For the past several months, we have been addressing the issues raised in Dr. Ruth Tucker’s book, Walking Away from Faith. We started out by emphasizing the importance of love and humility in how we respond to our young people’s doubts and questions as they stand on the brink of leaving the faith. And we explored these five broad reasons folks identify for walking away from faith:
- Scientific and philosophical issues, particularly evolution and naturalism.
- Biblical perplexities and higher criticism.
- Disappointment with God regarding personal and wide-scale suffering.
- Hypocrisy and lack of caring among leaders in the church.
- Lifestyle and perspective, including homosexuality, feminism, secularism, and pluralism.
We worked our way through this list looking at biblical answers to these faith challenges, and at the risk of overly simplifying the answers, let me recap our discussion. On point one [Oct 21, 2011 to Oct 28, 2011] we emphasized the unnecessary box we place our students in regarding the creation/evolution debate. God is the author of all science and is not surprised or taken out of the picture by new discoveries, even in the field of old earth geology. Does that mean God has nothing to say to us in Genesis chapter 1? Heavens no! Genesis 1 emphatically teaches that God created the world from nothing. This point was very important to Moses’ audience at the time since they were surrounded by cultures that worshiped the creation – sun, moon, stars, animals, etc. – not the Creator God.
We continued through the list [Nov 1, 2011 to Nov 7, 2011] by showing that we often compound the challenge of biblical perplexities by insisting on rigid theological boundaries that are not that clear in Scripture. In doing so, we remove the appropriate mystery of the Sovereign God and in its place set up confusion around apparently contradicting scriptures. We also add to the perplexity challenge our young people face when we fail to teach them all that changed between the old and new covenants. We teach a distorted message when we inadvertently or on purpose present Christianity as an add-on to the consequence, rule-keeping based model of the Old Testament rather than emphasizing all that is “new” in the New Covenant, particularly its provisions for joyfully living the Christian life.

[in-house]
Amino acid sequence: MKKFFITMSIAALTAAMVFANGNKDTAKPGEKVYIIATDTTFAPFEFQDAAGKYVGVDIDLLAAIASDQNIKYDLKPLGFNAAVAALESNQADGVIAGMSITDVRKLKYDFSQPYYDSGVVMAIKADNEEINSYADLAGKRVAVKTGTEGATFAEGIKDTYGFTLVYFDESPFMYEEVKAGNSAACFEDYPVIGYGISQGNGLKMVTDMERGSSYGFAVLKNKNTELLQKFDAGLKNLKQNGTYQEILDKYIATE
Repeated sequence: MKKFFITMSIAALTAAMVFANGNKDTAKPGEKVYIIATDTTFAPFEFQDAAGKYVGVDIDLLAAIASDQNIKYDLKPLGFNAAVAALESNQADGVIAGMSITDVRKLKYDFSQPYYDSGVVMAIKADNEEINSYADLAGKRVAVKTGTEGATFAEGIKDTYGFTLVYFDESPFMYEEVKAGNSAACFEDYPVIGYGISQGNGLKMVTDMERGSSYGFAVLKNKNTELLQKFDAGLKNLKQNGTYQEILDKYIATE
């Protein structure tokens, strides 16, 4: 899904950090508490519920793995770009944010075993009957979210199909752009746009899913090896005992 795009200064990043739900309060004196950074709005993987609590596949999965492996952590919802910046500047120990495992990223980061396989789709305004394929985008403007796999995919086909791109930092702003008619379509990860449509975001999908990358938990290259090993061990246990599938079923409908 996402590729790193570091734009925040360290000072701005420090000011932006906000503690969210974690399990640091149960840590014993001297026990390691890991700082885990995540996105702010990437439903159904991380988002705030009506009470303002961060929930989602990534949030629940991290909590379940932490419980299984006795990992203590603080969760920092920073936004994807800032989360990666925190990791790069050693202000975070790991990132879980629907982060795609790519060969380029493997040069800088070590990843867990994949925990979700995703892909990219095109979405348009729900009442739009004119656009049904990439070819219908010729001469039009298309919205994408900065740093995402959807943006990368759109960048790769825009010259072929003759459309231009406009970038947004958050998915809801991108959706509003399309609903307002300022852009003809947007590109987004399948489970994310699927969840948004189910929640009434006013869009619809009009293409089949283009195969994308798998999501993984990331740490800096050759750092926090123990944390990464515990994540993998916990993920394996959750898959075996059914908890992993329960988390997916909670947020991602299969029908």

On point three [Nov 9, 2011 to Nov 21, 2011], we stressed that God is not the author of evil. We emphasized the work of Satan, God’s arch-enemy, in perpetuating the flow of evil and suffering in this world. The New Testament makes clear that while not God’s equal, Satan has been given rule, for a time, over our present world. But Satan has a flesh and blood enemy opposing his rule, and that is us; Christ’s body on earth. Jesus enlists us to join Him in “destroying the works of the devil” (I Jn 3:8).
On issue four [Nov 28, 2011 to Jan 13, 2012], we spent a long time diving deep into the topic of love and how the new commandment to “love one another” plays out in our interactions within the body of Christ. The lack of love problem is not confined to church leaders as I believe hypocrisy and lack of caring is a church-wide problem. We have elevated knowledge over love. We have elevated a preferred personality over the diversity of the body as God formed it. We have elevated numbers over depth. We have elevated programs over relationships. We have elevated leadership by the professional class unconnected to the body. We have elevated things we can measure: attendance, budgets, small group participation, number of staff, etc. over things we can’t measure: faith, hope, and love. And the greatest of these is love.
Finally, we have just concluded our discussion of lifestyle issues [Jan 30, 2012 to Feb 24, 2012]. We framed the lifestyle discussion in terms of the sacred and the profane. As holy temples – sacred dwelling places for God’s Spirit – our lifestyle is a reflection of who we are more than the rules we keep. We also talked about separating the true biblical position on lifestyle issues from the caricatures our young people think they are being asked to embrace.
We bundle it all together by highlighting the things God highlights in the New Covenant. The power of love, the indwelling of the Holy Spirit, our confidence in God’s Word, and the strength found in the whole body working together all lift us above our doubts and help us realize the beauty of Christ and His bride. And we invite all people, young and old, to join us on the path to discovery. The gospel is indeed “good news” to all who seek and find it. Remember, Christianity is not a narrow view to be defended; it is a wide open invitation to be extended.